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Thu Mar 06, 2014
by Bubba Jennings
Eastern Healing, Alternative Medicine, and Christian Faith, Part 8
4 Ways to Evaluate With Wisdom
Now with a foundational understanding of the basics of Eastern healing practices and some elements of alternative healing, we can begin to carefully evaluate the various practices in alternative medicine.
This vast subject requires a basic blueprint that would assist the Christian in knowing what to receive, redeem, reject, and relate in the faith experience.
This is essential because every successive generation that is not given proper education about these Eastern practices endangers Christendom. There is evidence that Christians accept and reject practices which they do not understand. I have personally seen devastating outcomes when Christians accepted and allowed healing practices that are clearly anti-theistic (anti-God) and were seriously injured as a result. Conversely, I have seen Christians reject valuable healing resources that are biblically safe. By basing their opinion on hearsay rather than researching and investigating for themselves, they give a valuable practice the reputation of being satanic. Guessing is not a safe option here; knowledge and understanding is crucial.
Springs Without Water
Christian, you must know how serious this is. The church as a whole is threatened by the dangerous encroachment of Eastern philosophy, which we are warned not to embrace. In 2 Peter 2:17-19 we are warned not to be given to false teaching:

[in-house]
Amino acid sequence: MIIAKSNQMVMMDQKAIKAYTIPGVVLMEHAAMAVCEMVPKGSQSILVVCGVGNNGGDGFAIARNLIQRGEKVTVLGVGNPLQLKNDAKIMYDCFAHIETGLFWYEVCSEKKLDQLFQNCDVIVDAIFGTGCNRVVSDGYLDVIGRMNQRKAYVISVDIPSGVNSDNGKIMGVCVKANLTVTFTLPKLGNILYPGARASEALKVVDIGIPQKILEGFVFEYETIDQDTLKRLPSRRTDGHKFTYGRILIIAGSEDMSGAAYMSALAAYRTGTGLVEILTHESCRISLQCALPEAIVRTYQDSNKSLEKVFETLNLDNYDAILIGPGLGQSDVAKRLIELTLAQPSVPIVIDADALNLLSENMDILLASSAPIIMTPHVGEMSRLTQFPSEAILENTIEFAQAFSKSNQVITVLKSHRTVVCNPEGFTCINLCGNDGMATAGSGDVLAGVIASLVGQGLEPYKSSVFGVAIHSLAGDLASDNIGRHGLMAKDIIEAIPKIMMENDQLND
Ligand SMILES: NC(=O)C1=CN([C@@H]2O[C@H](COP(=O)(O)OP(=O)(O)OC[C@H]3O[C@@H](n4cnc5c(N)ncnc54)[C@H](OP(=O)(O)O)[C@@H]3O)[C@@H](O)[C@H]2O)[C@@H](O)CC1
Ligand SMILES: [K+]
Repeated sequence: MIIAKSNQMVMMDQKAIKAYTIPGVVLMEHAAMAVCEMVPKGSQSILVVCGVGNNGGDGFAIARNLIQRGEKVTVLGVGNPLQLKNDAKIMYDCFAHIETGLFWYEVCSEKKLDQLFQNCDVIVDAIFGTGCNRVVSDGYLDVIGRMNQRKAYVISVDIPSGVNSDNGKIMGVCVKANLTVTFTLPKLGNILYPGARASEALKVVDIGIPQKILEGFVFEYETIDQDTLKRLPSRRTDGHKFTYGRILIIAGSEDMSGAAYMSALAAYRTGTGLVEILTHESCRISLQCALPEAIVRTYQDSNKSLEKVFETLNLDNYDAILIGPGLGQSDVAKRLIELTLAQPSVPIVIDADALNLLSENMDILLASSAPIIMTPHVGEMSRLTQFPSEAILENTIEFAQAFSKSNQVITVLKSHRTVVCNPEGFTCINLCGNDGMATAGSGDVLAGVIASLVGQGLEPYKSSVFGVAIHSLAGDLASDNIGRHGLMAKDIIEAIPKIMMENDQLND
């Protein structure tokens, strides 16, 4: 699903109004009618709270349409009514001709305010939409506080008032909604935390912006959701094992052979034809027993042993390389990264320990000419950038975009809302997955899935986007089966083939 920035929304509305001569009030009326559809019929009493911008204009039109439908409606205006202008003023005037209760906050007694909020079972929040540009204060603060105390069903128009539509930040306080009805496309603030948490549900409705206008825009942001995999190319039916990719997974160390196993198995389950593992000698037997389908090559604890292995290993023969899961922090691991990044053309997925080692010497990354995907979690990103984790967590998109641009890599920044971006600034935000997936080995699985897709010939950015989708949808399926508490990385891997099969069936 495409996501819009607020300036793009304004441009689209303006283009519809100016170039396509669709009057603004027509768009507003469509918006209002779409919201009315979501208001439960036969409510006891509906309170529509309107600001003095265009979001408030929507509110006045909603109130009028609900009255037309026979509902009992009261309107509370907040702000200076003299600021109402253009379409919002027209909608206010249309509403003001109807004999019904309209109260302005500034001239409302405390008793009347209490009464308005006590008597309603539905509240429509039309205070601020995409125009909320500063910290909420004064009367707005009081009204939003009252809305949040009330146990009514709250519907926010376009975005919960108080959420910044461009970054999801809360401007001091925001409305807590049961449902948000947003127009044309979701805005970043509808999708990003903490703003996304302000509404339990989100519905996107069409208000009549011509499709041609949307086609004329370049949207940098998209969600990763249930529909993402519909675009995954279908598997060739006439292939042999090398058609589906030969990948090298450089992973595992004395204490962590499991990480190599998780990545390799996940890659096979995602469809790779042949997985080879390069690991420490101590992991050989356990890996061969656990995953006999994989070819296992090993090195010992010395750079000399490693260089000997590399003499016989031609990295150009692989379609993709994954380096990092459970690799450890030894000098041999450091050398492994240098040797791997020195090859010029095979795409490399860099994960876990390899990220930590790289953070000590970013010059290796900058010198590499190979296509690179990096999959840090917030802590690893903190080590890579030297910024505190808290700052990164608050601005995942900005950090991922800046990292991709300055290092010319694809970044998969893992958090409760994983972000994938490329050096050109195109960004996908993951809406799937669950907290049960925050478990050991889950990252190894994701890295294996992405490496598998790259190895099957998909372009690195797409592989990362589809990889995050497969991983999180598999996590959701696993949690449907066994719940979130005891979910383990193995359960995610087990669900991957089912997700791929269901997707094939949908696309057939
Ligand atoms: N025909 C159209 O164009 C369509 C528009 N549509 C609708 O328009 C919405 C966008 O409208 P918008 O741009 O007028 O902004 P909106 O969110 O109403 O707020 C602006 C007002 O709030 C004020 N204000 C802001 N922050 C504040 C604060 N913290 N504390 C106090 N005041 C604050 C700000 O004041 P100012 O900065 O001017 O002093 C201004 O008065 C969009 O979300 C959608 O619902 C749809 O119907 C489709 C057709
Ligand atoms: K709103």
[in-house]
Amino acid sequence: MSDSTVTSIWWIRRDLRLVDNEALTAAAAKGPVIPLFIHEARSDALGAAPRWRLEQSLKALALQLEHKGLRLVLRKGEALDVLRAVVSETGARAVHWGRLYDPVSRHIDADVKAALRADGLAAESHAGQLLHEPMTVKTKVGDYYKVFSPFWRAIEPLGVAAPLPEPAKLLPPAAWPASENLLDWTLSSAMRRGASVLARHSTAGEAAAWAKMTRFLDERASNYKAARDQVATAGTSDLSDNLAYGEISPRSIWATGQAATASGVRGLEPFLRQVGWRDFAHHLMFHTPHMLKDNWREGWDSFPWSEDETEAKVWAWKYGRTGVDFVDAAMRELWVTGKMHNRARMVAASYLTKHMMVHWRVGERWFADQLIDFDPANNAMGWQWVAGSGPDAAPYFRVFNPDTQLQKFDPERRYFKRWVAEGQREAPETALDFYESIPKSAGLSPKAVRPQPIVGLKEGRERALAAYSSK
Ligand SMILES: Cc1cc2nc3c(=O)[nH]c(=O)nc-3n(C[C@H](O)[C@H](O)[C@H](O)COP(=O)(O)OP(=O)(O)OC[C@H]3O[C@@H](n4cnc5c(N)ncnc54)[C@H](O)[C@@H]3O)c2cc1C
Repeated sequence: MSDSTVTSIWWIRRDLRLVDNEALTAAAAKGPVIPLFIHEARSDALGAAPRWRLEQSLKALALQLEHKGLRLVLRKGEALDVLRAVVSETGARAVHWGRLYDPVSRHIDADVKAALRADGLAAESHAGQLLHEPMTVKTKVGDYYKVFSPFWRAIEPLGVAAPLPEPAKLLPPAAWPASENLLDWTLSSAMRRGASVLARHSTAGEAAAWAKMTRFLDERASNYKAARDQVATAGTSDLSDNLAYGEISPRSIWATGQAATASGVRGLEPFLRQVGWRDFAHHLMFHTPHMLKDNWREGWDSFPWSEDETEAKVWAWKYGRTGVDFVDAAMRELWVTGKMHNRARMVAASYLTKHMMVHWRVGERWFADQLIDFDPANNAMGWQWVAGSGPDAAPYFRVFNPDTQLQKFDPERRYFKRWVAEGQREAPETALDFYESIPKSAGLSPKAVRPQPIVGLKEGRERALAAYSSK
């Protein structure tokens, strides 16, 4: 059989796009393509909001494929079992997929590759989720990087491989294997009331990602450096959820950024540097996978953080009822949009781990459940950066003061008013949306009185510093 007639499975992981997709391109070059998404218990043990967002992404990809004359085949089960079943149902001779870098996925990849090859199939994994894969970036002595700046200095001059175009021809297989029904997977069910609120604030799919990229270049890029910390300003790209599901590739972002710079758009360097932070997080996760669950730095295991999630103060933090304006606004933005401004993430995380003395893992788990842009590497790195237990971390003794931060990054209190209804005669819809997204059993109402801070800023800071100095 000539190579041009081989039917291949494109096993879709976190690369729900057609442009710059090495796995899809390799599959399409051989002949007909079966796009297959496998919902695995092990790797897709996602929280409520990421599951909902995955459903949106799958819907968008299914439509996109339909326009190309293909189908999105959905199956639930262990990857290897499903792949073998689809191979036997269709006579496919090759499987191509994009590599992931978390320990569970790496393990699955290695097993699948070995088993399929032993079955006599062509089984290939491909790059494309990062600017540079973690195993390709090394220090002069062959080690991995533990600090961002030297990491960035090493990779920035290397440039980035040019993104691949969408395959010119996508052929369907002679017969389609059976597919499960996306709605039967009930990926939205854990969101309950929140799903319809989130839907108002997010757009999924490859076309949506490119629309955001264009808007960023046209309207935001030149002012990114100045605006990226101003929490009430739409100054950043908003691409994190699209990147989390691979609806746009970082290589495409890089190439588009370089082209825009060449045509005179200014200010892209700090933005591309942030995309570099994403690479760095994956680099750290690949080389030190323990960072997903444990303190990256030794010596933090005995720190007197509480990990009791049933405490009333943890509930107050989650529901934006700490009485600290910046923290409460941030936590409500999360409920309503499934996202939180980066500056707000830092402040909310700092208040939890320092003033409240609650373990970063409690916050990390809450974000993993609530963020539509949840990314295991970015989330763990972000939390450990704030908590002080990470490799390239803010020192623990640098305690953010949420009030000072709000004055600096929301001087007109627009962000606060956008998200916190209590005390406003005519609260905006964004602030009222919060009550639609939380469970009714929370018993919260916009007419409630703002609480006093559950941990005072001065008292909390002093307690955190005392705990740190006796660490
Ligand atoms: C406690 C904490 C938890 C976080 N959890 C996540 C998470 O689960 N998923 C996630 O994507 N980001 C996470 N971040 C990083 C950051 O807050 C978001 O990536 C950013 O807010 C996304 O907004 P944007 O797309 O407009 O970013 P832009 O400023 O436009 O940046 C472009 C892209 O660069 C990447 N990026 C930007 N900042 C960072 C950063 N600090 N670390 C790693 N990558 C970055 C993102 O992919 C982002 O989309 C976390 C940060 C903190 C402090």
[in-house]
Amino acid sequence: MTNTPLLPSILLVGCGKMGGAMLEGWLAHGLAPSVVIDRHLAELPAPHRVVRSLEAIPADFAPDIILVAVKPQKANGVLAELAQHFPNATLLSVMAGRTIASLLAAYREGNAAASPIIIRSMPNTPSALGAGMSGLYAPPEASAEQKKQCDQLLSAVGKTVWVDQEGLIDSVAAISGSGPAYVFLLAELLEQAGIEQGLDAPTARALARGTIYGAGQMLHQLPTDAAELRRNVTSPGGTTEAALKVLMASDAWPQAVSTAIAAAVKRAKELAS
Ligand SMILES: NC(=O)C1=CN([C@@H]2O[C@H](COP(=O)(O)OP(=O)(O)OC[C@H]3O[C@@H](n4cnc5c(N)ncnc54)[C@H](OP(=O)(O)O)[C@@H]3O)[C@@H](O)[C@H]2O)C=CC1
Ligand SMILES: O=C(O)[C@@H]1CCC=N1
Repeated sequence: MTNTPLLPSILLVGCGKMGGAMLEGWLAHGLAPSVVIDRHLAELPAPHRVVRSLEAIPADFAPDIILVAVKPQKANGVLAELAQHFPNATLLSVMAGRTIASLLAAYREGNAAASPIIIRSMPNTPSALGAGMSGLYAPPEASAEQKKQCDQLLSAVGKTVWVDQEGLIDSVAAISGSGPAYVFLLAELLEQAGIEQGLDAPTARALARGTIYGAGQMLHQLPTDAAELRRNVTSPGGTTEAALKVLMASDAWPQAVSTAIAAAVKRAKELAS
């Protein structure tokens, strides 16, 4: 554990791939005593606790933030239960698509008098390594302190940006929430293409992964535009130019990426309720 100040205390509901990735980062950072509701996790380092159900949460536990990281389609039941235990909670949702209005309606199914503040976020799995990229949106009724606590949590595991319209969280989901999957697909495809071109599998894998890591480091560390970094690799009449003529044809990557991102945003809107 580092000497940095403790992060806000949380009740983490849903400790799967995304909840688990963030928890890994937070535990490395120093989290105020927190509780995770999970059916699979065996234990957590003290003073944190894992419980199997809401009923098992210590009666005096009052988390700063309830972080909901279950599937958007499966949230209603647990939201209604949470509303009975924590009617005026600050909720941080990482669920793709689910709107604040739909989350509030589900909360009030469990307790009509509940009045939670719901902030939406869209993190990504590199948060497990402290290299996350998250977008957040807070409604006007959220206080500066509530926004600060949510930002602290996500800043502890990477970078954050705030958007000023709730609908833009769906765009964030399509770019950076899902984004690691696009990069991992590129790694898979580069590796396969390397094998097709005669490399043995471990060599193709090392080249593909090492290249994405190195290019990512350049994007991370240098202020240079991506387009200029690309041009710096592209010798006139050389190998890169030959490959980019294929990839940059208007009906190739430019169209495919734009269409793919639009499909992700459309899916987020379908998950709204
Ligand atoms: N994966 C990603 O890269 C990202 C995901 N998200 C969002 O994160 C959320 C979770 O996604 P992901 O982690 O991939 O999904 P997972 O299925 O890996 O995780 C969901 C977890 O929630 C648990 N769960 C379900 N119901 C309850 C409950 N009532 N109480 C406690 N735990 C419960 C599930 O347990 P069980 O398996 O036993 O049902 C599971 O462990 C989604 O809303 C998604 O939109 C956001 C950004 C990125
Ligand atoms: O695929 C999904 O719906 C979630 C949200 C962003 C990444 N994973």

"Those false teachers are like springs without water and clouds blown by a storm. A place in the blackest darkness has been kept for them. They brag with words that mean nothing. By their evil desires they lead people into the trap of sin--people who are just beginning to escape from others who live in error. They promise them freedom, but they themselves are not free. They are slaves of things that will be destroyed. For people are slaves of anything that controls them." (New Century Version)
I believe that the "4 R" evaluation method above will be very valuable to assess whether or not certain practices are acceptable. It is very simple to use, and I will provide the basic blueprint of this method in the following posts. At the very least the Christian will be able after this evaluation to deduce what aspects of a particular practice does or does not violate Christian faith, theology, and doctrine, and see more clearly the reasons why acceptance or rejection is necessary.
To be continued.